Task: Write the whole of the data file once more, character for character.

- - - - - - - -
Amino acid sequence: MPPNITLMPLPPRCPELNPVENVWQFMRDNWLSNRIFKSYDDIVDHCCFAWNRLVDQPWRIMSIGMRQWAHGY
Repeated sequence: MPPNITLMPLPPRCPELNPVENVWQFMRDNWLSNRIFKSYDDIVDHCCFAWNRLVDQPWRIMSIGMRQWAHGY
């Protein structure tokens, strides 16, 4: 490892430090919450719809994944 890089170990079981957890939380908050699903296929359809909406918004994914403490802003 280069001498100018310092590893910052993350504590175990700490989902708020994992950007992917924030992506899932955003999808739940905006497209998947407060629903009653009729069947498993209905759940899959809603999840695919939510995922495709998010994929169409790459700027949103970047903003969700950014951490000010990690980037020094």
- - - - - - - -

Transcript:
Amino acid sequence: MPPNITLMPLPPRCPELNPVENVWQFMRDNWLSNRIFKSYDDIVDHCCFAWNRLVDQPWRIMSIGMRQWAHGY
Repeated sequence: MPPNITLMPLPPRCPELNPVENVWQFMRDNWLSNRIFKSYDDIVDHCCFAWNRLVDQPWRIMSIGMRQWAHGY
């Protein structure tokens, strides 16, 4: 490892430090919450719809994944 890089170990079981957890939380908050699903296929359809909406918004994914403490802003 280069001498100018310092590893910052993350504590175990700490989902708020994992950007992917924030992506899932955003999808739940905006497209998947407060629903009653009729069947498993209905759940899959809603999840695919939510995922495709998010994929169409790459700027949103970047903003969700950014951490000010990690980037020094």